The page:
Turnagain Pass Avalanche Forecast RSS

Archives
ARCHIVED FORECAST - All forecasts expire after 24 hours from the posting date/time.
Issued
Sat, December 7th, 2013 - 7:00AM
Expires
Sun, December 8th, 2013 - 7:00AM
Forecaster
CNFAIC Staff
Avalanche risk The Bottom Line

Unseasonably warm temperatures continue.  Avalanche danger is generally  LOW  simply because the snowpack is so shallow and for lack of a stronger cohesive slab.  Some unstable snow may be found in the form of low volume wet/loose sluffs.

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Sat, December 7th, 2013
Alpine
Above 2,500'
Low (1)
Avalanche risk
Treeline
1,000'-2,500'
Low (1)
Avalanche risk
Below Treeline
Below 1,000'
Low (1)
Avalanche risk
Alpine
Above 2,500'
Avalanche risk
Low (1)
Treeline
1,000'-2,500'
Avalanche risk
Low (1)
Below Treeline
Below 1,000'
Avalanche risk
Low (1)
Danger Scale:
No Rating (0)
Low (1)
Moderate (2)
Considerable (3)
High (4)
Extreme (5)
Avalanche Problem 1

Conditions right now are odd for December in Alaska.  Total snow depth is only 15-30 inches, barely enough to justify putting boards on your feet.  Exposed rocks and trees continue to be the primary backcountry hazard.

In some ways the snowpack is showing characteristics of typical Spring conditions with point release avalanches possible in the warmer and higher elevation areas.  Unlike springtime, the wet/loose activity is entraining weaker faceted snow and volume is severely limited by the shallow snowpack.  The freezing rain and temperature inversion started forming an ice crust a couple days ago, but in areas where temperatures have been above freezing for 24 hours, the crust has given way to soft and wetter snow.

This combination is allowing for low volume wet/loose avalanches that can travel at slow speeds for a reasonable distance if the slope is steep enough.  Probably nothing to be afraid of, but something to watch for, and definitely atypical for December.  Point release activity like this has been seen around Summit Lake and in the Girdwood valley.

Avalanche Problem 2
  • Persistent Slabs
    Persistent Slabs
Persistent Slabs
Persistent Slab avalanches are the release of a cohesive layer of snow (a slab) in the middle to upper snowpack, when the bond to an underlying persistent weak layer breaks. Persistent layers include: surface hoar, depth hoar, near-surface facets, or faceted snow. Persistent weak layers can continue to produce avalanches for days, weeks or even months, making them especially dangerous and tricky. As additional snow and wind events build a thicker slab on top of the persistent weak layer, this avalanche problem may develop into a Deep Persistent Slab.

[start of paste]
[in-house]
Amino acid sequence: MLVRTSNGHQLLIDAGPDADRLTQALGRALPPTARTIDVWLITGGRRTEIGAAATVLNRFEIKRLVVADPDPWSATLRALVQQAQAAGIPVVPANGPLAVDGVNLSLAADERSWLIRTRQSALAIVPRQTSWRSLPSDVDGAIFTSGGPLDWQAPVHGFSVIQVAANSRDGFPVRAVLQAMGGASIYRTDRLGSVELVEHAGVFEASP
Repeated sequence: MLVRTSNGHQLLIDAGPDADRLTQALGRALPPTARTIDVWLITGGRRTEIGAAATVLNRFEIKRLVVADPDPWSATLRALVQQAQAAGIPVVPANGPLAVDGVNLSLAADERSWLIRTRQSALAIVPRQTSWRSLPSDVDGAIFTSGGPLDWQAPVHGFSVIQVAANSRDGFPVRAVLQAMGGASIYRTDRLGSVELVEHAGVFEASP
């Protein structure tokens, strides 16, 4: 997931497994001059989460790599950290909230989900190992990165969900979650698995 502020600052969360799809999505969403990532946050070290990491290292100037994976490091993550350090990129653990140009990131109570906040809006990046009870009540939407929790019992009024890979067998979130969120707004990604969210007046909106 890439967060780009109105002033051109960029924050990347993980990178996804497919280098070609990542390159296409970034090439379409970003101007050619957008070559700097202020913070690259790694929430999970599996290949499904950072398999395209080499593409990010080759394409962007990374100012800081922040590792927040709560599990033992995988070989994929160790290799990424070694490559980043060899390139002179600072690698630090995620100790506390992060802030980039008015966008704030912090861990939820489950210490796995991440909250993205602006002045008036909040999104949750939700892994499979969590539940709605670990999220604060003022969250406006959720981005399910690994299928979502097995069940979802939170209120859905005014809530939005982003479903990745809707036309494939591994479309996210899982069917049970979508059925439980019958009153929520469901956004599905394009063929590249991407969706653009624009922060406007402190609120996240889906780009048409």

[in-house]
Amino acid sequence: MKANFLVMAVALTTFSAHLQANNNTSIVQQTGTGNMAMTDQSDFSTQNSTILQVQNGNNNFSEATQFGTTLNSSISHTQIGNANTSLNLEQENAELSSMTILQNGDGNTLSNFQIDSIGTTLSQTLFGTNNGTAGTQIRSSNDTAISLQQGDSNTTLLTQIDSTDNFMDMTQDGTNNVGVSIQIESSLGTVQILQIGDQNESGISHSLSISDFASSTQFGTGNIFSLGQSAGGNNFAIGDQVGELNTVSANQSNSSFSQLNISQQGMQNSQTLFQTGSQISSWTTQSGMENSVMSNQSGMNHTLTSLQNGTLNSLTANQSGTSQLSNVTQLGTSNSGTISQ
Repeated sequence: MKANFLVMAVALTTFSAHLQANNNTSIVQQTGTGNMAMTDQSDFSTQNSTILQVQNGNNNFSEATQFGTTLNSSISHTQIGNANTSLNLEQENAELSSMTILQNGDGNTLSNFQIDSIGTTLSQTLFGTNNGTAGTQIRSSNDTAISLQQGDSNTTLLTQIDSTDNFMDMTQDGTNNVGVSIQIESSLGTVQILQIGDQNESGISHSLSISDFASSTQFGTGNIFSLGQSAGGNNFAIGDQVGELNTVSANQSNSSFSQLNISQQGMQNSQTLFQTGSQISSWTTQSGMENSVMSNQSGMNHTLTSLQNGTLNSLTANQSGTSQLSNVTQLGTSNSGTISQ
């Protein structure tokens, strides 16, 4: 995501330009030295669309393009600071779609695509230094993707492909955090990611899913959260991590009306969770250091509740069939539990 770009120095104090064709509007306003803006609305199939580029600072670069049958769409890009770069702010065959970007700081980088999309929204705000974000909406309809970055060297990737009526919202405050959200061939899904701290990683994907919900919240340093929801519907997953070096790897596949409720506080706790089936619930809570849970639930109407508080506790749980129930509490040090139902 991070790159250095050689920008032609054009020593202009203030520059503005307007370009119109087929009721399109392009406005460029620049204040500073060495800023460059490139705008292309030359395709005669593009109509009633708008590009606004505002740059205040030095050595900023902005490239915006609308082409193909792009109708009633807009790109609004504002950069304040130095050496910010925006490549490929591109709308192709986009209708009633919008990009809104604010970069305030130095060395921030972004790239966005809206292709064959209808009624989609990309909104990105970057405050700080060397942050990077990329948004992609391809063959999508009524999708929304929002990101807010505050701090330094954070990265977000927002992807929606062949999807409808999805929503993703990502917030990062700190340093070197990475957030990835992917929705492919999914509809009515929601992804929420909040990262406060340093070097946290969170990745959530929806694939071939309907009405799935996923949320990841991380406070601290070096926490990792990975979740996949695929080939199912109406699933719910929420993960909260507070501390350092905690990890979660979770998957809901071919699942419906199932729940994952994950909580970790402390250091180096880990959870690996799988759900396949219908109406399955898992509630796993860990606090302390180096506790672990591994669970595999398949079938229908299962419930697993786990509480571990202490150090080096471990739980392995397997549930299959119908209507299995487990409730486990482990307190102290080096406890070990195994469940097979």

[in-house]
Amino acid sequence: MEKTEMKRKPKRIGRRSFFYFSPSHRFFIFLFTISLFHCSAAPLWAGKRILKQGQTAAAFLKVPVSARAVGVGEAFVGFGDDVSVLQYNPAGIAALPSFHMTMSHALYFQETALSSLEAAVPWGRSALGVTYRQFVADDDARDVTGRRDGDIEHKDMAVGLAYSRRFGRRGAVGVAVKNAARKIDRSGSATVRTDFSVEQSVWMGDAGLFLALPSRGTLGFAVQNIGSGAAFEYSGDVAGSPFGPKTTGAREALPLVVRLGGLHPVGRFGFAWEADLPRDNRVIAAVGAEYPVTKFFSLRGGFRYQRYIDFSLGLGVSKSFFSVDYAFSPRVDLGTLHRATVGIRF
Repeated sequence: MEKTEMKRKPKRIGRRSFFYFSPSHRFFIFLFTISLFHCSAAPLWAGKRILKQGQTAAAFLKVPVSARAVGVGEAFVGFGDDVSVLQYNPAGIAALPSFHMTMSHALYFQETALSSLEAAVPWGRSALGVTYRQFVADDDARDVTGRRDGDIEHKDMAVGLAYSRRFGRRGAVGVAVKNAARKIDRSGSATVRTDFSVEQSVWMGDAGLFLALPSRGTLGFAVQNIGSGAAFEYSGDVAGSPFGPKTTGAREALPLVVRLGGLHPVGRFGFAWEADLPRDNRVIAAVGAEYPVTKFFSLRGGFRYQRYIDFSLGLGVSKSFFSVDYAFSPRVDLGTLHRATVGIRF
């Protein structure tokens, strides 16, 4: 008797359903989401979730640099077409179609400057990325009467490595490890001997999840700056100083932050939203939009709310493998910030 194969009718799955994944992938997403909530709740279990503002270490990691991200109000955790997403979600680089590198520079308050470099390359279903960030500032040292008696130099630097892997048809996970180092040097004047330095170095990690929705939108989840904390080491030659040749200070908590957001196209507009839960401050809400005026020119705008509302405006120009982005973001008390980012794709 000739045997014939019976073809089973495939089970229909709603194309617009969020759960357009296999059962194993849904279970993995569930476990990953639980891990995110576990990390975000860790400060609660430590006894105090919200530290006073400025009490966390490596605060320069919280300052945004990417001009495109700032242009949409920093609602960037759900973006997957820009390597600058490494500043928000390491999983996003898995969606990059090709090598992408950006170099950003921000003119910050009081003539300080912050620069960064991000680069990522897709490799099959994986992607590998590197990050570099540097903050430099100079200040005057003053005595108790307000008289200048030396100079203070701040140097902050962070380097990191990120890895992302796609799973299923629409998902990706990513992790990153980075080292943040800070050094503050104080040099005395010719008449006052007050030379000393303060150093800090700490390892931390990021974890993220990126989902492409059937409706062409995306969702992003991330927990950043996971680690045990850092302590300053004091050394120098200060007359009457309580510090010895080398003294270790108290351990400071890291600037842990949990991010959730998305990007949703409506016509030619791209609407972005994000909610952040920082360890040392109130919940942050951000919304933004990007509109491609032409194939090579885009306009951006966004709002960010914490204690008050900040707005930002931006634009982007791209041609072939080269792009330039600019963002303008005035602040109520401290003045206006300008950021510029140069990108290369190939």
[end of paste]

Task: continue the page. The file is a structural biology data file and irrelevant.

More info at Avalanche.org

We got a report this morning of significant avalanche debris in the Portage valley near a popular ice climb, fresh in the last couple days.  This is a great reminder that specific terrain features can harbor problems, especially when you are dealing with big, steep terrain and finicky weather in places like Portage.

Avalanches like this are the main reason why we don’t believe our avalanche advisory for Turnagain Pass is a good indicator for Portage, Whittier, or the heavily glaciated regions closer to Prince William Sound.

Weather
Sat, December 7th, 2013

Rain was falling across our region on Thursday.  That trend dried out yesterday, but temperatures have been above freezing for most of the last 24 hours at all elevations.

This morning we can see a temperature inversion again.  Sea level temperatures are cooling off and dipping below freezing.  Ridge top temperatures are still in the upper 30s, the rain/snow line is predicted at 5600ft today.  Wind is light from the northwest.

Looking into the future, a cooling trend is expected.  No major snowfall is in the forecast.  This means we can expect a stout melt/freeze crust to firm up this week.

Observations
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Riding Areas
Updated Thu, April 01st, 2021

Status of riding areas across the Chugach NF is managed by the Glacier and Seward Ranger Districts, not avalanche center staff. Riding area information is posted as a public service to our users and updated based on snow depth and snow density to prevent resource damage at trailhead locations. Riding area questions contact: mailroom_r10_chugach@fs.fed.us

Area Status Weather & Riding Conditions
Glacier District
Johnson Pass
Open
No parking in turnaround at end of the road near the outhouse.
Placer River
Open
Please do not ride along Railroad tracks. Cross tracks at 90 degree angle and clear the right of way.
Skookum Drainage
Closed
The Skookum Valley is closed to snowmachines. This closure occurs annually on April 1 as per the CNF Forest Plan.
Turnagain Pass
Open
Twentymile
Open
Please do not ride along Railroad tracks. Cross tracks at 90 degree angle and clear the right of way.
Seward District
Carter Lake
Open
Lost Lake Trail
Open
Primrose Trail
Open
Resurrection Pass Trail
Closed
Closed for the 2020/21 winter season.
Snug Harbor
Open
South Fork Snow River Corridor
Open
Summit Lake
Open

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This is a general backcountry avalanche advisory issued for Turnagain Arm with Turnagain Pass as the core advisory area. This advisory does not apply to highways, railroads or operating ski areas.